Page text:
I’ll be honest with you. Following the terrible October fires that scorched Sonoma and Napa counties, I’d read plenty of news stories that quoted the area’s winemakers and restaurants pleading for visitors. And I thought those pleas sounded a little ... self-indulgent. People have lost their homes and their lives, I’d thought as I read, from the comfort of my own (unburned) home. Why would I spend money on an expensive meal or bottle when I could give that cash to the Redwood Empire Food Bank?
Twitter officially doubled its character limit for users this week. It said it was answering feedback that it “wasn’t easy enough to tweet.” Alas, not everything in life should be easy. There are some users who do need 280 characters — speakers of long-limbed languages like German, Greenlandic or Armenian, for example. But I haven’t read a single 280-character English tweet to the end, and I’m not alone. The joy of Twitter is the stream — the way it allows you to dip in and out of the news.
Sara Colm at the "Voice of the Central City: The Tenderloin Times, 1977-94" exhibit at the Tenderloin Museum on Thursday, Nov. 2, 2017, in San Francisco, Calif. A new exhibit honors the Tenderloin Times, the ... moreSara Colm at the "Voice of the Central City: The Tenderloin Times, 1977-94" exhibit at the Tenderloin Museum on Thursday, Nov. 2, 2017, in San Francisco, Calif. A new exhibit honors the Tenderloin Times, the now-shuttered neighborhood newspaper begun by three homeless men.
Muck Rack makes it simple to find people, tweets, or articles that mention any name, keyword, company, hashtag etc. We've compiled this guide to help you make the most of your search.
Selecting a term
Start searching tweets, articles from media outlets, articles mentioned in tweets, journalists'
names, titles and bios with some suggested searches:
Companies or Topics (e.g. iPhone, Microsoft)
Phrases (e.g. "cloud computing") — use quotes to keep the terms together
Twitter handles (e.g. @username) — returns those who have mentioned or replied to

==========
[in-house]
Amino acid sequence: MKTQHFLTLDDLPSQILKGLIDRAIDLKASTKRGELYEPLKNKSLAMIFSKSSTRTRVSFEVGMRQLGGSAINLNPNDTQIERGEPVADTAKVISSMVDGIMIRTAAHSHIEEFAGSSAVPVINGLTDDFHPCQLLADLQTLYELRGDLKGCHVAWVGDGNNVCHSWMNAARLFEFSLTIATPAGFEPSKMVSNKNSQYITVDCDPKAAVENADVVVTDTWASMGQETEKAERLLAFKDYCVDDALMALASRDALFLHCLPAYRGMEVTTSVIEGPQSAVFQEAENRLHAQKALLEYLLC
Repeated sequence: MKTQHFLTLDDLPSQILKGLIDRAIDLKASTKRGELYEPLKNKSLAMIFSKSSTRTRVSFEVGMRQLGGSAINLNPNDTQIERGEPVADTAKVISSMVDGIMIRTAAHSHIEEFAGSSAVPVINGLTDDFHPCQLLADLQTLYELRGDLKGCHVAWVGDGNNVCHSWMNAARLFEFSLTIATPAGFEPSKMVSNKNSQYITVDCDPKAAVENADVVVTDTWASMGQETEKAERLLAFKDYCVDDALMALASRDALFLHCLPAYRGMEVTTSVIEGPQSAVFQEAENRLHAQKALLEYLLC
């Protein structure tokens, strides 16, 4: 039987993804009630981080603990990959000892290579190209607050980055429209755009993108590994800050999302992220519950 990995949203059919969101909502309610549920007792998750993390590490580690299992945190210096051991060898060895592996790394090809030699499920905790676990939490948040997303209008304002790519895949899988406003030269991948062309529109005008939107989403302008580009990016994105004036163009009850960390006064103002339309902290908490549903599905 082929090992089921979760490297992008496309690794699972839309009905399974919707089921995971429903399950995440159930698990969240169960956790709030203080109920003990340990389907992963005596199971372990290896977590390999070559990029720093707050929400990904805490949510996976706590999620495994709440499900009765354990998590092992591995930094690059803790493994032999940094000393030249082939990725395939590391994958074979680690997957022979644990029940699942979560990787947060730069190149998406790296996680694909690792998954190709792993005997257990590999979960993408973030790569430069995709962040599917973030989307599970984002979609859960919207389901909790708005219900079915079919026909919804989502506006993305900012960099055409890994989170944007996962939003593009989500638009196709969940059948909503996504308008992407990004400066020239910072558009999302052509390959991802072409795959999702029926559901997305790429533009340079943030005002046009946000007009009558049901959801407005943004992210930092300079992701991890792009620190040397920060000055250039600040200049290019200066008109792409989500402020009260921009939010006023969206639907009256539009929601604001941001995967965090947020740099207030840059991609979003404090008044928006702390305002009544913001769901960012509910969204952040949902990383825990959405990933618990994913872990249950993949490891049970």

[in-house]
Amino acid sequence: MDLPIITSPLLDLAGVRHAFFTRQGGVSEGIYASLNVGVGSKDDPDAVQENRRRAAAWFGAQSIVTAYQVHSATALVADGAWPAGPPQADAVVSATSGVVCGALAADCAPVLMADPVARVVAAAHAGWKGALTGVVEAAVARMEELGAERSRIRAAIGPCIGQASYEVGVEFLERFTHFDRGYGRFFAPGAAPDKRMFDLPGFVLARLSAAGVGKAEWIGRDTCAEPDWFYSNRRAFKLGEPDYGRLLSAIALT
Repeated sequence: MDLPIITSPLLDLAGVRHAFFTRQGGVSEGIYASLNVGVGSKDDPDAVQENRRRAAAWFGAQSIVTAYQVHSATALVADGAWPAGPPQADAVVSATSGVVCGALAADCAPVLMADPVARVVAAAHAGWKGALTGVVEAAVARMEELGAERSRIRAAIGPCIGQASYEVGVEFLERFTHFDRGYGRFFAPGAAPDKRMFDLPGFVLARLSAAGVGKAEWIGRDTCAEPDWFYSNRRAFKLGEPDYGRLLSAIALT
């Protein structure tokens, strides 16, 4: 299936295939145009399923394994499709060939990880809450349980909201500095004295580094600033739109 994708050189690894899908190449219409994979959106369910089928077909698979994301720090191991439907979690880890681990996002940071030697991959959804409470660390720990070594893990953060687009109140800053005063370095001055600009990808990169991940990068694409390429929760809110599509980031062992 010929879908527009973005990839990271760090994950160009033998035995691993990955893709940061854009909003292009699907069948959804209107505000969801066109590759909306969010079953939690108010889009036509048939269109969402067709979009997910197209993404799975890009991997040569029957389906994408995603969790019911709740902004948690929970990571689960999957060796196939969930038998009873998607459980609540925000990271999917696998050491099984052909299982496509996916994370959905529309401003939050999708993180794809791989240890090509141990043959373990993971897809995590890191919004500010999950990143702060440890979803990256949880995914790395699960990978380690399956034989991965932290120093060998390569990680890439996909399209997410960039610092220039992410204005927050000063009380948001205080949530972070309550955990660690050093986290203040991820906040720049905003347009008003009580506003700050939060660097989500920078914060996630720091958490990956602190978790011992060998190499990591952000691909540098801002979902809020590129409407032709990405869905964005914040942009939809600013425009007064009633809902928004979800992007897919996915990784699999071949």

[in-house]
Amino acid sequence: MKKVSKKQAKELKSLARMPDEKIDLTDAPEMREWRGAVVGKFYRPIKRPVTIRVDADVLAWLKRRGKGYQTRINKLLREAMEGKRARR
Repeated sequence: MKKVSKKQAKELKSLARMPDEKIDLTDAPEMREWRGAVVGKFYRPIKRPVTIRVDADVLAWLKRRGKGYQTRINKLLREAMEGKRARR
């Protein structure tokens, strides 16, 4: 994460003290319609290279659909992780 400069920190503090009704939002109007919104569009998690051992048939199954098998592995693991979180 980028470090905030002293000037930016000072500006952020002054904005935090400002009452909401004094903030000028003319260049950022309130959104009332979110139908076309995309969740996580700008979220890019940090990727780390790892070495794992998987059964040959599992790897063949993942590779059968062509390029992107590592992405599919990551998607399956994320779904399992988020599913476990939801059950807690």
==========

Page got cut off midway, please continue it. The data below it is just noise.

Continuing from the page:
Names (e.g. "David Pogue")
Hashtags (e.g. #sxsw, #london2012)
Bio details (e.g. vegan, Olympics, father)
Muck Rack's Advanced Search allows for many boolean operators.
Find results that mention multiple specified terms, use AND or
+. For example, ensure each result contains both Elon Musk and Mark Zuckerberg by
searching Musk AND Zuckerberg or Musk + Zuckerberg.
Use the operators OR or , to broaden your search when you'd like either of
multiple terms to appear in results. (This is the default behavior of our search when no operators
are used). For example, results will contain either cake or cookie by searching cake OR cookie or cake,cookie
Use NOT or - to subtract results from your search. For
example, searching Disney will yield results about the Walt Disney Company as well as Walt Disney
World Resort. To exclude mentions of Disney World, search for Disney -World or Disney
When using one of these operators with a phrase, enclose it in quotation marks. For example, you can
find results about smartphones excluding Apple's iPhone 4S by searching smartphone -"iPhone
Exact case matching or punctuation
If you're searching for a brand name or keyword that relies on specific punctuation marks or capitalization, you can
find results that match your exact query by adding matchcase: before the keyword you're searching for, like matchcase:E*TRADE .
Use parentheses to separate multiple
boolean phrases. For example, to find journalists talking about having fun in Disney World or
Disneyland, search for ("disney world" OR disneyland) AND fun.
An asterisk can be used to search for any variation of a root word truncated by the asterisk. For example, searching for admin* will return results for administrator, administration, administer, administered, etc.
A near operator is an AND operator where you can control the distance between the words. You can vary the distance the near operation uses by adding a forward slash and number (between 0-99) such as strawberries NEAR/10 "whipped cream", which means the strawberries must exist within 10 words of "whipped cream".